In 1920 she was licensed as the first "woman preacher" in Indiana and was assigned to the Cross Plains Church. Rev. Huffer also has another "first" to her credit: she was the first woman in Indiana to be ordained an elder and is the only one to have taken the complete traveling-preacher four-year course of study. She served the Cross Plains congregation for four years, and during this time a new $10,000 church was built. She is proud of the fact that at the same time the church was dedicated, four young men were dedicated to the ministerial service. She also speaks with pride of Charles Hale, a former member of her Trinity congregation who now has been a licensed pastor for the past three years.
She came to Shelbyville in 1924, and although she disclaims any credit, the attractive red brick place of worship on Fair Avenue stands as a monument to her sincerity, faith and conscientious desire to be of service to the community. The church to which she came here was called the Main Street Church and was a small building located on Alice Street. The congregation numbered 75 people with a Sunday school enrollment of 65. Immediately, plans for increasing the membership began forming in Rev. Huffer's mind, as well as plans for a larger church to service a wider scope. During her first year here, the parsonage, which stands next door to the present church, was purchased and next came the purchase of a plot of land. Rev. Huffer remembers that "no one thought we could possibly build a large church, but somehow we did." The Trinity Church was dedicated in 1927 with fitting ceremonies and it's with a sense of happiness and satisfaction that amounts almost to "gloating" that Rev. Huffer says, thoughtfully, "Now it’s paid for and the church and parsonage are valued at $90,000."
Always intensely interested in young people, her church programs are planned so that "her" boys and girls may have a part in its activities. Right now she is mulling over having the parsonage basement made into a recreation spot for them. And it almost goes without saying that the idea will materialize because this woman who reared three children almost single-handed and also found time to continue with her intensive study and the ministership of a growing church seems to have a way of getting things done for the betterment of her congregation.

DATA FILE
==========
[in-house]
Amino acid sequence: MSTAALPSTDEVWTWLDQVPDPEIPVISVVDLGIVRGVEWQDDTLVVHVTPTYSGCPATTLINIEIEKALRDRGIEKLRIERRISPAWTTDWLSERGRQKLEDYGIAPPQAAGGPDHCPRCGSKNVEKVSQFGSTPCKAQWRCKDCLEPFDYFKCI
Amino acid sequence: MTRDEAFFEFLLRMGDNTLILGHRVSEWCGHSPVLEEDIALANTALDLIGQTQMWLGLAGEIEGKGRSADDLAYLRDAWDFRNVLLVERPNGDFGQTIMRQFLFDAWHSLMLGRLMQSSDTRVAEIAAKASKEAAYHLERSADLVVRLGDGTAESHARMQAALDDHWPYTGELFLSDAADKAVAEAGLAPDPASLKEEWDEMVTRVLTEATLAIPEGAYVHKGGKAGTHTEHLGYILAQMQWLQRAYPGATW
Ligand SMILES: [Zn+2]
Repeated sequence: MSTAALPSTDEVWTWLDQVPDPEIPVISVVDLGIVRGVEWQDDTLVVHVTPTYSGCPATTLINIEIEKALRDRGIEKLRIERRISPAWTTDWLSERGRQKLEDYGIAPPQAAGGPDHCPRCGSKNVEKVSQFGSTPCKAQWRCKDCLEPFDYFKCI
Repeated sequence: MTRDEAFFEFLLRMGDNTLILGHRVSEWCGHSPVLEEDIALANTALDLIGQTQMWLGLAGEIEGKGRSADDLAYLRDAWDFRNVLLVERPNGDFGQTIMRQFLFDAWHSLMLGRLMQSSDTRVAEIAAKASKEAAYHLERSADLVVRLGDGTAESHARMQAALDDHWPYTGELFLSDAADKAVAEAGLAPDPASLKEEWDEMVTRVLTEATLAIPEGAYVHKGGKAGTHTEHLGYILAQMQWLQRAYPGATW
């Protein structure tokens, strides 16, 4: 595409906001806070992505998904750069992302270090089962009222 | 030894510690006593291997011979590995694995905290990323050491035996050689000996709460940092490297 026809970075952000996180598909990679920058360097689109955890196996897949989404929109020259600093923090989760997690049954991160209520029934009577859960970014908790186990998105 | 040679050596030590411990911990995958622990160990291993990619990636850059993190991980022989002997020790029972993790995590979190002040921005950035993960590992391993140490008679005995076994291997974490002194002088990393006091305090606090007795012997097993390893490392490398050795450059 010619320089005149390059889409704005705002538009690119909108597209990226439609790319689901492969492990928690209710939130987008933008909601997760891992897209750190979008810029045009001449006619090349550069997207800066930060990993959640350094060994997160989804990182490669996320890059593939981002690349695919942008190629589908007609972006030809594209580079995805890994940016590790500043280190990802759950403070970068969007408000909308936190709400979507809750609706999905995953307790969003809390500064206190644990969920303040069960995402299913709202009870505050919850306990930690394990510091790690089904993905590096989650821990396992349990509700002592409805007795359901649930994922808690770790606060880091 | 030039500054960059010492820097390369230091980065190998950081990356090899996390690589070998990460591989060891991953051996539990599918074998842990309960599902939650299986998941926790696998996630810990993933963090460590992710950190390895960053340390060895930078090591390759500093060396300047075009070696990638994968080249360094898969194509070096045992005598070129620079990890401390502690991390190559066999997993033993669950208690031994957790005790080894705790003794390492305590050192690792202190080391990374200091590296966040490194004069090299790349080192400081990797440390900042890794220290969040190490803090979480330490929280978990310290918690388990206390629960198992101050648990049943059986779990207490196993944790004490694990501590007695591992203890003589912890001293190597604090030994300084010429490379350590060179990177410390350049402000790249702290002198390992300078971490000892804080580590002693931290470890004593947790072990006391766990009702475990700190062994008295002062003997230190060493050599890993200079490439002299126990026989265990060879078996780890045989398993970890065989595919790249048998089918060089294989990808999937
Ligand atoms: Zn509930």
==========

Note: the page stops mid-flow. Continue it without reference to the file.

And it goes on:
In 1929, she was married to Rev. W.W. Huffer, who also took an active part in the church and aided with her work until his death in 1939. Since that time her children all have graduated from DePauw University and now are "gone from home." Mary Elizabeth received her registered nurse's degree from DePauw and remained to teach on the faculty until her marriage to Robert Merkle, a former Army captain. They now reside in Warsaw with their Emily Sue. Mariam, now Mrs. Herbert Senger, is a teacher in the schools at Frankfort, and James is in St. Petersburg, Fla.
Outside of her interest in people, which amounts to a "hobby," Rev. Huffer likes dramatics and has written many pageants and other articles. Back in the days when she was serving as president of the Parent-Teacher Association at the old Kirby school building and heading the former Community Chest, she had ideas that "when the children are a little older I may do something with dramatics." But now she finds that her years here have brought such a wide acquaintance that calls for service from outside her own church are so numerous that time still is at a premium. "Sometimes yet I may write," she says, "but right now I'm too busy - and being busy is a blessing, particularly when you are doing something in answer to a call for help.”
This Week in Shelby County" works by George L. Stubbs Sr. are owned by the Shelby County Historical Society (Grover Center) and used with permission.
THIS DAY IN SHELBY COUNTY HISTORY
News around Shelbyville and the surrounding area as reported on or about this date in history. Selections are curated from the Shelby County Public Library Genealogy Department.